On November 16, General Motors began sending letters to nearly 1 million customers of their rejected dealers offering incentives of $1,000 to $2,000 on most models in its four surviving U.S. brands. The letters state that the amount of the discount is dependent on a customer’s “likelihood to purchase a GM vehicle and the relative distance to the next closest dealer.”
Tamara Darvish of the Committee to Restore Dealers Rights said “This is an inappropriate time to take such an aggressive measure.” Darvish’s group of rejected dealers has been involved in negotiations with GM, Chrysler, the NADA and Congressional leaders in efforts to restore the franchises of a majority of dealers they feel were unfairly rejected this past summer.
Last summer, the House of Representatives passed a measure that would have forced GM and Chrysler to reinstate its terminated dealers but the legislation stalled in the Senate. Lawmakers have said that if the current talks fail to achieve an acceptable outcome, the legislation will be taken up again.
Recently, the Committee to Restore Dealers Rights, along with some Congressional members, has questioned GM’s commitment to the process and this latest move has fueled their skepticism.
Darvish asked, “If in fact dealer rights are to be restored, why would GM go in and move all those customers?”
GM spokesperson, Jordan Strosberg, said the letters have only been sent to customers of stores that have already lost their franchise or shut down their operations. She said, “This is our way of trying to keep our current customers in the GM family by making it easy for them to get back into a dealership.”
Strosberg said that customers who wish to take advantage of the incentives outlined in the letters must bring the accompanying certificate as proof of identity to a participating dealership by January 4.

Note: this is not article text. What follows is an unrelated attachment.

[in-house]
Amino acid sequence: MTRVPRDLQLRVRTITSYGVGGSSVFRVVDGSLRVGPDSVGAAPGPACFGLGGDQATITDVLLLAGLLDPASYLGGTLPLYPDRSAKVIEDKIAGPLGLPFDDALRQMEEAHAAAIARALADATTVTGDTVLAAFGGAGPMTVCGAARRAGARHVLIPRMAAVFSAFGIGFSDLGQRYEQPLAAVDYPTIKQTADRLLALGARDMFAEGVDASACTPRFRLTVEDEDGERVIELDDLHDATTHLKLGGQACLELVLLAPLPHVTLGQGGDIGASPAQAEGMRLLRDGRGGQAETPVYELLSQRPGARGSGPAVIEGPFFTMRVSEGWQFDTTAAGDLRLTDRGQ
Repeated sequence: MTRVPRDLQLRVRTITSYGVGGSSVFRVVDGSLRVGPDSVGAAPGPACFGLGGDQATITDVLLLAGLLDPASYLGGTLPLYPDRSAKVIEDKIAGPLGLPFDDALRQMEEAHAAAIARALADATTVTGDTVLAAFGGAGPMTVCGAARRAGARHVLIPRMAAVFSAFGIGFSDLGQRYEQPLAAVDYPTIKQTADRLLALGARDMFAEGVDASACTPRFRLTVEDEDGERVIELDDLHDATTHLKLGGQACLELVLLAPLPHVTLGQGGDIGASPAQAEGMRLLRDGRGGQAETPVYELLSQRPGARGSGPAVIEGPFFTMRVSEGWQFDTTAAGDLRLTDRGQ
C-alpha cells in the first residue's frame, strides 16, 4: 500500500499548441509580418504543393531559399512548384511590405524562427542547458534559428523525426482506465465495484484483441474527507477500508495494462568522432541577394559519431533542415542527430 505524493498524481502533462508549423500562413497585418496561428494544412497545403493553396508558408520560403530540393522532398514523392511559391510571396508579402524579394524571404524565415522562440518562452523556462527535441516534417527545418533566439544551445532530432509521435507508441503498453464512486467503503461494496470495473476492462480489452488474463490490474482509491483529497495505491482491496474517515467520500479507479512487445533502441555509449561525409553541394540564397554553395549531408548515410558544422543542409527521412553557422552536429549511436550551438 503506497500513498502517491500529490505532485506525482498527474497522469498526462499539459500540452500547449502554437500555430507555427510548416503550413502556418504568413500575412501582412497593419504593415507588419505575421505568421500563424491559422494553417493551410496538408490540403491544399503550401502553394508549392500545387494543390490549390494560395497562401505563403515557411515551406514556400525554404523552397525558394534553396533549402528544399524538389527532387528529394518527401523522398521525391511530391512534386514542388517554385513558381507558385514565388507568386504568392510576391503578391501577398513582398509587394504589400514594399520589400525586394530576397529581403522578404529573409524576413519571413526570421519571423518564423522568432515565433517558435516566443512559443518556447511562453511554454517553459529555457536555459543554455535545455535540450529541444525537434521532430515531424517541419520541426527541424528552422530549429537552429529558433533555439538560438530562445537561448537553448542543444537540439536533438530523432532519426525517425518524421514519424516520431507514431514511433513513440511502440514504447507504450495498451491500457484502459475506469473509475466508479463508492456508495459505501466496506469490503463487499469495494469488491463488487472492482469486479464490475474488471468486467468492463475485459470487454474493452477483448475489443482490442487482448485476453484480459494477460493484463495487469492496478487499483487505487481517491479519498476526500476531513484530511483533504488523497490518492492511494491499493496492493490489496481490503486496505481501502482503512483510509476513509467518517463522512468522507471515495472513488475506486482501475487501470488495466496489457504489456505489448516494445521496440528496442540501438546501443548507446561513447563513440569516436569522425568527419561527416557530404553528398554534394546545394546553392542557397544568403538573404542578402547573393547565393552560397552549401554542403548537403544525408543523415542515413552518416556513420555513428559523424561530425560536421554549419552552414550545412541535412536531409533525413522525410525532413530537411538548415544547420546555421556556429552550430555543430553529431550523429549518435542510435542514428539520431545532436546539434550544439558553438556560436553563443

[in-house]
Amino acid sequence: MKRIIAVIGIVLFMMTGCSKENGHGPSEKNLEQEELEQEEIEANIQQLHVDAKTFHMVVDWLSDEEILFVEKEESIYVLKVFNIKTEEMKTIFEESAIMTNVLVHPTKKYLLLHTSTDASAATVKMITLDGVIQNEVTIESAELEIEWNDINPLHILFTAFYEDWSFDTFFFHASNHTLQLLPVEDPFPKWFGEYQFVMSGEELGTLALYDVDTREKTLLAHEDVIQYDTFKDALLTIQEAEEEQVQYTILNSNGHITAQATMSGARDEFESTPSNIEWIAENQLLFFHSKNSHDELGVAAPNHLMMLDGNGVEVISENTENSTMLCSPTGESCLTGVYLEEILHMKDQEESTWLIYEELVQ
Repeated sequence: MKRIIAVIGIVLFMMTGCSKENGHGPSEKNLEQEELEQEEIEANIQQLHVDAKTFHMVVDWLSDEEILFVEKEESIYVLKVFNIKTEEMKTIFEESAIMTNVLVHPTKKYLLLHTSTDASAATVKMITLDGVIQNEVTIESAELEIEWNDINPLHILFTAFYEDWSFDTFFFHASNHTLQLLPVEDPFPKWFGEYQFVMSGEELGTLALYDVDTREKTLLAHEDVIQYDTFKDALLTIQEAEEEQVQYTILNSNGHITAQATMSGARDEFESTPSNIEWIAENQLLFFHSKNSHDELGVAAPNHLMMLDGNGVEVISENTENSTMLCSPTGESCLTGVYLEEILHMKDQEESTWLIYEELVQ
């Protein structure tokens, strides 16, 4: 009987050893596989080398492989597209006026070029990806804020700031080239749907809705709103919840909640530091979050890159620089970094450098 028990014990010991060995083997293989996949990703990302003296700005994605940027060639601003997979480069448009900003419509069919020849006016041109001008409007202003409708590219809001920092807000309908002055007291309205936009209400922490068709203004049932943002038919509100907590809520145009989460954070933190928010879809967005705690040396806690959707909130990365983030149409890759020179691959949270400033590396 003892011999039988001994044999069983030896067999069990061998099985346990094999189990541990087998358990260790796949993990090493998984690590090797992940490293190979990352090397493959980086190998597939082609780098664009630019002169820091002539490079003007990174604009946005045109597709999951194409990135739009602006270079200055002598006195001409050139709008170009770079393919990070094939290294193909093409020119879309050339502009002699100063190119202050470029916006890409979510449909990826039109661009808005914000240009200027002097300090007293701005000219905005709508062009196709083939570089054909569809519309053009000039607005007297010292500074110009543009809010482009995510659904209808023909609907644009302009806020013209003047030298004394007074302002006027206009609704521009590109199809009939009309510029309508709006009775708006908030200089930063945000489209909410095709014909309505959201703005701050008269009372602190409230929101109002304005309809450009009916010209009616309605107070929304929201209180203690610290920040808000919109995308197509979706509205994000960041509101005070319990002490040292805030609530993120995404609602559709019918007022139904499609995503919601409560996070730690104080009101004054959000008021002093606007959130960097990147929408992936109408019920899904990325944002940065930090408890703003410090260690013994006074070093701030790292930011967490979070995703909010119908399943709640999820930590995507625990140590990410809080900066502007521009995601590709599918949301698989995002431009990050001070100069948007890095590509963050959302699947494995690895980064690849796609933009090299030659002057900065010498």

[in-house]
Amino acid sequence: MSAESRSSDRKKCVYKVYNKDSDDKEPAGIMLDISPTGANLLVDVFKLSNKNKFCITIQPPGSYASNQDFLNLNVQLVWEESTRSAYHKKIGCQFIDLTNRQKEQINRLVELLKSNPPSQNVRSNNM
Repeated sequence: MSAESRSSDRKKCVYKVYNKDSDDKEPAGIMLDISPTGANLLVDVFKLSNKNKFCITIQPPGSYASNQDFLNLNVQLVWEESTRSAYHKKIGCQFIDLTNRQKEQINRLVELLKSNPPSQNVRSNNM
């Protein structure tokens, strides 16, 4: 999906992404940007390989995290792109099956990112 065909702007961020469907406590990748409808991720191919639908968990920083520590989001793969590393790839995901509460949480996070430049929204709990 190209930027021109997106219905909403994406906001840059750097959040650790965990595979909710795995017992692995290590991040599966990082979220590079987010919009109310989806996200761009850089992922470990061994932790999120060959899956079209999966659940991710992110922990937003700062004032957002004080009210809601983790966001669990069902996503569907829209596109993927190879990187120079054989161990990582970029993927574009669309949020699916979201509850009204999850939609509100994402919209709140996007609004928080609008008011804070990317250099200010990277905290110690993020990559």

GM is planning to extend a similar offer to former Saturn customers early in 2010 according to Strosberg.
In addition to cash incentives on the purchase of a new vehicle, GM is also offering services including tire rotations and vehicle inspections to customers of their rejected dealers. That offer will remain valid until next May.
Susan Docherty, GM’s head of U.S. sales, said the automaker launched the incentive program in an effort to liquidate excess 2009 model year inventory.
Edmunds.com senior analyst, Micelle Krebs, contends that GM’s actions are justifiable given the highly competitive nature of the auto industry. She said, “GM has to use aggressive marketing to try to keep those customers in the fold. There are other brands waiting to pick those people up.”
Last week, Chrysler Group launched new cash incentives ranging between $1,000 and $1.500 on many of its 2009 and 2010 models.
Like Krebs, J.D. Power & Associates analyst Jeff Schuster understands the motivation behind GM’s new incentive offer. He said, “GM is working with a new foundation of fewer brands. New product is obviously a key component to success, but the rebuilding can’t continue without a strong customer base. Loyalty is the name of the game here. It is much harder to get back a displaced customer than bring in a new one and GM is proactively going after buyers that may be at risk."
In a November 16 report to the Obama administration’s auto task force, GM reported that 1,839 of its dealerships have agreed to close by October of next year. Long-term, the automaker plans to shed between 3,600 and 4,000 dealerships from its current network of 5,860.